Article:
Depp surprises Lee with film award
Sir Christopher Lee was surprised by his friend Johnny Depp when he turned up to present him with his fellowship from the British Film Institute.
The 91-year-old actor, known for his appearances as Dracula and a string of other villains such as Bond baddie Scaramanga in The Man With The Golden Gun, Saruman in Lord Of The Rings, and Count Dooku in the Star Wars prequels, was honoured for his long and illustrious film career at the London Film Festival Awards at Banqueting House.
Depp, who has worked with Sir Christopher on several Tim Burton projects including Sleepy Hollow, sneaked into the awards ceremony to surprise his friend.
He and Sir Christopher embraced warmly on stage.
Presenting the award Depp, sporting bleached blonde locks for a new film role, said: "It is my great honour to bestow this award to a very great man. He's inspired me like he has so many, he's fascinated me like he has so many.
"He's been a wonderful individual and over the years I've had the pleasure of working with him and it has been a childhood dream come true.
"But as great as it is to work with him, that pleasure doesn't compare with getting to know him and being able to count him as a true friend.
"A national treasure and a genuine artist. I love ya!"
Sir Christopher was visibly moved and had a tear in his eye as he took to the stage.
His voice was shaking he said to Depp: "I don't know what to say. I didn't know you were going be here and it's a very emotional moment for me as you can probably hear. I must try and pull myself together.
"I think I should also say, Mr chairman, wise general members of the council, I was told if I got an award of this kind I would probably cry.
"Not strictly true. Tearful no, fearful occasionally.
"When I take a look back, and its a long one, 67 years, at the characters I've played I get a truly strange feeling they were all played by somebody else, and not by me.
"And there are a few occasions when it has been the case I wish it had!
"I was reminded of something said by the late Thomas Beecham, a very great conductor, he said, 'One should try everything once, except incest and folk dancing.'
"Well I can prove not guilty in either case because I have been married for 52 years to a wonderful woman and she's here tonight with our daughter.
"And folk dancing - I don't think that's for me especially with the problems I have with walking.
"Somebody told me Johnny wouldn't be able to come tonight as he was somewhere else in Europe.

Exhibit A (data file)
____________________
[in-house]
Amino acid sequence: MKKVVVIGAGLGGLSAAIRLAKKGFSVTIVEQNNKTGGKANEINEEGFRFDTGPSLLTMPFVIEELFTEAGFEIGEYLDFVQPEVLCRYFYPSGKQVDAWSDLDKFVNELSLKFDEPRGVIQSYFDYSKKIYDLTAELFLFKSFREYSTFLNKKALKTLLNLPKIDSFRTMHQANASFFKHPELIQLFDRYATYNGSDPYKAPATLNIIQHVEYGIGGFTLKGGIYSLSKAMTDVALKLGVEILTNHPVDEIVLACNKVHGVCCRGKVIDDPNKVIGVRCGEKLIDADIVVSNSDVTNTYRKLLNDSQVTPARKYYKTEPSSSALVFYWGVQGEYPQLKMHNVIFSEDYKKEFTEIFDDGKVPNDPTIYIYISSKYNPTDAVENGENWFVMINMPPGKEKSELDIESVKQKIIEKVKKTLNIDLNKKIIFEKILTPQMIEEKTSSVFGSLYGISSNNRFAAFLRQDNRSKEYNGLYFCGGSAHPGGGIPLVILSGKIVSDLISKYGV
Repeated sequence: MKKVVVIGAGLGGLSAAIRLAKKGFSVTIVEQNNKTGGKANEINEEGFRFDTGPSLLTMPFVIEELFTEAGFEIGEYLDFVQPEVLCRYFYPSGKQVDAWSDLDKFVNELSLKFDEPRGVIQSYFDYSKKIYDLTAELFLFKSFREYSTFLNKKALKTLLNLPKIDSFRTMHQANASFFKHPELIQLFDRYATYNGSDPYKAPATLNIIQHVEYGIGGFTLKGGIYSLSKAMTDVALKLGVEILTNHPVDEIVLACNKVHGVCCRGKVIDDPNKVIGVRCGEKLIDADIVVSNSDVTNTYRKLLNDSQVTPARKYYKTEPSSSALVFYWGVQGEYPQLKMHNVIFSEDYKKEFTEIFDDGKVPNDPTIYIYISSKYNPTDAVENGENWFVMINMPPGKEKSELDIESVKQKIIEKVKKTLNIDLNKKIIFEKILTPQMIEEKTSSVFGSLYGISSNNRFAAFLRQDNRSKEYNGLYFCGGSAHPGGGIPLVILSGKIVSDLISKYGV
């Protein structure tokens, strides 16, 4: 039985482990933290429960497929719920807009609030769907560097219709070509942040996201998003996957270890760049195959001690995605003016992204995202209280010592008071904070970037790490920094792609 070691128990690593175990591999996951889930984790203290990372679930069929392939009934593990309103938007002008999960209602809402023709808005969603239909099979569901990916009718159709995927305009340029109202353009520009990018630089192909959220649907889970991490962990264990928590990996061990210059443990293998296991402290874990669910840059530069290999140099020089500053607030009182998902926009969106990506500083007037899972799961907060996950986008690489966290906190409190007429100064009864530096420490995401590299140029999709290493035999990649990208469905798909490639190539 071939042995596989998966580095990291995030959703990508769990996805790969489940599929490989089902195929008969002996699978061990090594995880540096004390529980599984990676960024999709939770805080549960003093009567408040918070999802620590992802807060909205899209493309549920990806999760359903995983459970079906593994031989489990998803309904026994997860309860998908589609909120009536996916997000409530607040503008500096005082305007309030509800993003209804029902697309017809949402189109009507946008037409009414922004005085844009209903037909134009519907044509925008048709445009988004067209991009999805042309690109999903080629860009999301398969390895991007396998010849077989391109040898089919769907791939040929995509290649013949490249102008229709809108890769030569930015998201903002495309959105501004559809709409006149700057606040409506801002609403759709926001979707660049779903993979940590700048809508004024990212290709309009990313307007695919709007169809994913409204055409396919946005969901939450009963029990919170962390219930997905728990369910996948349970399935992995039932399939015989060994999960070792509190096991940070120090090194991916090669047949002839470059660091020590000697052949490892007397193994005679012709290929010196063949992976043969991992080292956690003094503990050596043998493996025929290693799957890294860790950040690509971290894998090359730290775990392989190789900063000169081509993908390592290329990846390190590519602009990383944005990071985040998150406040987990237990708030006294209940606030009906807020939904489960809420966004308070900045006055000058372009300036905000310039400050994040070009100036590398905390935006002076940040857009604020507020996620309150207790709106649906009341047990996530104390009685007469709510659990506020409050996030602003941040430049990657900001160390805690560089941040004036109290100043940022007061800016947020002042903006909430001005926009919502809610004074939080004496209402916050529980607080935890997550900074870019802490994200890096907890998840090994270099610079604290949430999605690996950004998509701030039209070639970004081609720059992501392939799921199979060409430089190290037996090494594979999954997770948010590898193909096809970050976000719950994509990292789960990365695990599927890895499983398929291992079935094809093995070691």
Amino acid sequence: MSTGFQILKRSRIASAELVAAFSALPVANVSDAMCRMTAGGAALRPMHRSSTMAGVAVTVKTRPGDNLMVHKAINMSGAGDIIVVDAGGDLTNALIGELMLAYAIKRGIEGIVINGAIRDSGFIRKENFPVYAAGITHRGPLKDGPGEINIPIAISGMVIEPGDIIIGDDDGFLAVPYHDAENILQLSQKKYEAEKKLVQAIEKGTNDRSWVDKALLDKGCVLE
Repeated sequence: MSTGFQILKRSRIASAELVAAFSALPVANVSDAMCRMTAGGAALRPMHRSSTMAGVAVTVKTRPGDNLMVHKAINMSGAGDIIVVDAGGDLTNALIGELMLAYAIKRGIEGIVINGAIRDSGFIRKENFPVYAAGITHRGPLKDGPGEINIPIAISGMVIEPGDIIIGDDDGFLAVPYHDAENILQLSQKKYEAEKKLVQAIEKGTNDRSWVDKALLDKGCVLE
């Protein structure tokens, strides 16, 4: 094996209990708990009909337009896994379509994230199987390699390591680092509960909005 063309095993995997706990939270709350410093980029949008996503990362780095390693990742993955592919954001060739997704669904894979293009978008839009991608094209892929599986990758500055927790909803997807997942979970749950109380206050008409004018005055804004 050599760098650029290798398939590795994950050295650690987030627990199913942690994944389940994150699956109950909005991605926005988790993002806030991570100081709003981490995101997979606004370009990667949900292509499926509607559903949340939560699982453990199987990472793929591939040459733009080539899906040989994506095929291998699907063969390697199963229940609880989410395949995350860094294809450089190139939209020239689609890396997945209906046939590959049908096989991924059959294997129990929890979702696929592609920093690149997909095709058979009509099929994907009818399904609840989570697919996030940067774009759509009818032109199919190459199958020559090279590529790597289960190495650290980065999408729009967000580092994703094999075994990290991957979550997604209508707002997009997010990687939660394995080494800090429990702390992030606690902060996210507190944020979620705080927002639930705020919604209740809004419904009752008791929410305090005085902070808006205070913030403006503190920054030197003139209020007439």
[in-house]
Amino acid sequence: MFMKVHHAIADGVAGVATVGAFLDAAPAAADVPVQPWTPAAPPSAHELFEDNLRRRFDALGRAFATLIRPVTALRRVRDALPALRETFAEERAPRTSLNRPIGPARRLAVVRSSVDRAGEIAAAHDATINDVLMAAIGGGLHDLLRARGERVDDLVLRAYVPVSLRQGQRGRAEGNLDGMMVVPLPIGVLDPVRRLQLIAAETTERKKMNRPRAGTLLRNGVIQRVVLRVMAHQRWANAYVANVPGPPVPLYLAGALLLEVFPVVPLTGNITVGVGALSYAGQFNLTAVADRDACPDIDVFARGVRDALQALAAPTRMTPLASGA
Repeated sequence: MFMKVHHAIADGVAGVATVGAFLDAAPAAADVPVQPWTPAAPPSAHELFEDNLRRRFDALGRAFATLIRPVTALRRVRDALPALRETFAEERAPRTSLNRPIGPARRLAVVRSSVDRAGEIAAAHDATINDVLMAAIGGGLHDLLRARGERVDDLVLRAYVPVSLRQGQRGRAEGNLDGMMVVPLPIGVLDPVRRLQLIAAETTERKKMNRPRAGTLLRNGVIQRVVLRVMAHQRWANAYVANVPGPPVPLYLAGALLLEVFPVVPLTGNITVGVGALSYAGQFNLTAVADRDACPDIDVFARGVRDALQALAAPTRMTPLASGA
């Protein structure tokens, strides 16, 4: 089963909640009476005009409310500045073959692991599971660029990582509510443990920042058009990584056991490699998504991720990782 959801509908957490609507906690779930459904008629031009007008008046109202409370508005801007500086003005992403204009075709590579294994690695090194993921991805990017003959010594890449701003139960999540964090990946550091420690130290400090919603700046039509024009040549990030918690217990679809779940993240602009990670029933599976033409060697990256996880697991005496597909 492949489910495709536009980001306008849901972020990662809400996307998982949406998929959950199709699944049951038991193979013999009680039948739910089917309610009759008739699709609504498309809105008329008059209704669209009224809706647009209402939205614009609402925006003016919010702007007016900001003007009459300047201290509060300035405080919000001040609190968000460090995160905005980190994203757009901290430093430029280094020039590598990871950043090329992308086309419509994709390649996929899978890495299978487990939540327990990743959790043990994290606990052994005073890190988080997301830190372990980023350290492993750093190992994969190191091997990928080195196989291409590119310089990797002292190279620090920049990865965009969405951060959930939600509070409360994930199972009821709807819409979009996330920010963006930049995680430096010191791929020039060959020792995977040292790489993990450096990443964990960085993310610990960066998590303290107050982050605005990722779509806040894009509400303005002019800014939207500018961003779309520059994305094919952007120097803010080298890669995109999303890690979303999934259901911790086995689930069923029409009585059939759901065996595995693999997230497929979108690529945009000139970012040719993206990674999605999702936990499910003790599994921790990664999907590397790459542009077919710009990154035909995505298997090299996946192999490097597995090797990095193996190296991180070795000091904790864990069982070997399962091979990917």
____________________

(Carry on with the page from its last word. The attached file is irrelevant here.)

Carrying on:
"I can't thank you enough.
"He means an enormous amount to me. He is one of very few young actors on screen today who's truly a star. I don't think he likes that expression very much but I'm sure he knows what I mean.
"Everything he does has a meaning. He's a joy to work with, an actor's dream and certainly a director's dream.
"I could go on a long time but I'd probably embarrass him.
"I cannot thank you enough for coming here and giving me this award. It's a great joy to me."
Sir Christopher has amassed more than 250 screen credits, including his vampire appearances, his role as sinister Lord Summerisle in The Wicker Man and his collaborations with Burton.
He has often said that his title role in Jinnah, about the founder of Pakistan, is one of his favourite portrayals.
Joanna Lumley hosted the awards ceremony on Saturday night where guests included awards jurors Saoirse Ronan and Joanne Froggatt.
The young stars of The Selfish Giant, Conner Chapman and Shaun Thomas, both 16, narrowly missed out on the Best British Newcomer, but were highly commended for their performances.
The 57th BFI London Film Festival in partnership with American Express ends with the gala screening of Saving Mr Banks starring Tom Hanks and Emma Thompson in Leicester Square tomorrow night.
:: BFI London Film Festival Awards Winners
Ida, directed by Pawel Pawlikowski.
Best British Newcomer:
Jonathan Asser, screenwriter of Starred Up.
The Sutherland Award for First Feature:
Anthony Chen, director of Ilo Ilo.
The Grierson Award for Best Documentary:
My Fathers, My Mother And Me, directed by Paul-Julien Robert.
Sir Christopher Lee.